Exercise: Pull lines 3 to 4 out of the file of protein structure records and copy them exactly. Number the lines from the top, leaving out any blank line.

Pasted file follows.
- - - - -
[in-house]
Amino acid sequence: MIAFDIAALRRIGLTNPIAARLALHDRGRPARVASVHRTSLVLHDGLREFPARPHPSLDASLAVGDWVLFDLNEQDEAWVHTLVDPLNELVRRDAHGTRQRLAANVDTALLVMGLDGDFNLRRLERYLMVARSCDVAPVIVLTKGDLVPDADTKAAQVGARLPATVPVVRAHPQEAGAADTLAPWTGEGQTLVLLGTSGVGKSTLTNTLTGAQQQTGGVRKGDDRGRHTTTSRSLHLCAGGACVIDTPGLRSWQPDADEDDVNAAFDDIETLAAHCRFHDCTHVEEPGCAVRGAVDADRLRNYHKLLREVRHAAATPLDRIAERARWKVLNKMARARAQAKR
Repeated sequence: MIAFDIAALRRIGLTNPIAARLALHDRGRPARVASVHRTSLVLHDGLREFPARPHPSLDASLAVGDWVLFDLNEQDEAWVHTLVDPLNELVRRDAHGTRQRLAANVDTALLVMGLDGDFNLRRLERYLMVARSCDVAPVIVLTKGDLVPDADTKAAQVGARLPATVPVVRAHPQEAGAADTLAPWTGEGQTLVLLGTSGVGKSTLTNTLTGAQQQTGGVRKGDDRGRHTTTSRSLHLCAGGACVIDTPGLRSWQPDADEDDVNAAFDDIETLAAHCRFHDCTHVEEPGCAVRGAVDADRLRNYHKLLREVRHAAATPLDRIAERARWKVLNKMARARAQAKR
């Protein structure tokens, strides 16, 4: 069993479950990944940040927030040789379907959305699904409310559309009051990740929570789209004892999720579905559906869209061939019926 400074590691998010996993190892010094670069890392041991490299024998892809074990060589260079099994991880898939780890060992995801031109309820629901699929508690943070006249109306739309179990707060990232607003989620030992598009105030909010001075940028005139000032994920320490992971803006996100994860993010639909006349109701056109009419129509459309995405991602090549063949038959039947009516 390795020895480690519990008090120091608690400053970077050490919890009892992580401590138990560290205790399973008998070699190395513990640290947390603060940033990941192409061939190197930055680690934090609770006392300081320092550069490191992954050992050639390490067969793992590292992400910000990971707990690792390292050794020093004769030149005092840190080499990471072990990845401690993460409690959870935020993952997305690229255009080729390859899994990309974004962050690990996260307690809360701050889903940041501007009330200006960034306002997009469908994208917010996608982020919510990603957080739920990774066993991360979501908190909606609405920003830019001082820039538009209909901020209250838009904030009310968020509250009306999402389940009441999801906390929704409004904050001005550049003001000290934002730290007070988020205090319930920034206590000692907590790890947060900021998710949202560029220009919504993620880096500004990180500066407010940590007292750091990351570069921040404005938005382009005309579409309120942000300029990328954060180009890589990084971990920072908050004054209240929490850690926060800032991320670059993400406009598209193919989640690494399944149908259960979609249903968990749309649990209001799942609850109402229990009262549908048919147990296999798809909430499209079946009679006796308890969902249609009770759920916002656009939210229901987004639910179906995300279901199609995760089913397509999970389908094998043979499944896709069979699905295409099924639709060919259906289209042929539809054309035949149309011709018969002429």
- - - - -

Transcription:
Repeated sequence: MIAFDIAALRRIGLTNPIAARLALHDRGRPARVASVHRTSLVLHDGLREFPARPHPSLDASLAVGDWVLFDLNEQDEAWVHTLVDPLNELVRRDAHGTRQRLAANVDTALLVMGLDGDFNLRRLERYLMVARSCDVAPVIVLTKGDLVPDADTKAAQVGARLPATVPVVRAHPQEAGAADTLAPWTGEGQTLVLLGTSGVGKSTLTNTLTGAQQQTGGVRKGDDRGRHTTTSRSLHLCAGGACVIDTPGLRSWQPDADEDDVNAAFDDIETLAAHCRFHDCTHVEEPGCAVRGAVDADRLRNYHKLLREVRHAAATPLDRIAERARWKVLNKMARARAQAKR
């Protein structure tokens, strides 16, 4: 069993479950990944940040927030040789379907959305699904409310559309009051990740929570789209004892999720579905559906869209061939019926 400074590691998010996993190892010094670069890392041991490299024998892809074990060589260079099994991880898939780890060992995801031109309820629901699929508690943070006249109306739309179990707060990232607003989620030992598009105030909010001075940028005139000032994920320490992971803006996100994860993010639909006349109701056109009419129509459309995405991602090549063949038959039947009516 390795020895480690519990008090120091608690400053970077050490919890009892992580401590138990560290205790399973008998070699190395513990640290947390603060940033990941192409061939190197930055680690934090609770006392300081320092550069490191992954050992050639390490067969793992590292992400910000990971707990690792390292050794020093004769030149005092840190080499990471072990990845401690993460409690959870935020993952997305690229255009080729390859899994990309974004962050690990996260307690809360701050889903940041501007009330200006960034306002997009469908994208917010996608982020919510990603957080739920990774066993991360979501908190909606609405920003830019001082820039538009209909901020209250838009904030009310968020509250009306999402389940009441999801906390929704409004904050001005550049003001000290934002730290007070988020205090319930920034206590000692907590790890947060900021998710949202560029220009919504993620880096500004990180500066407010940590007292750091990351570069921040404005938005382009005309579409309120942000300029990328954060180009890589990084971990920072908050004054209240929490850690926060800032991320670059993400406009598209193919989640690494399944149908259960979609249903968990749309649990209001799942609850109402229990009262549908048919147990296999798809909430499209079946009679006796308890969902249609009770759920916002656009939210229901987004639910179906995300279901199609995760089913397509999970389908094998043979499944896709069979699905295409099924639709060919259906289209042929539809054309035949149309011709018969002429």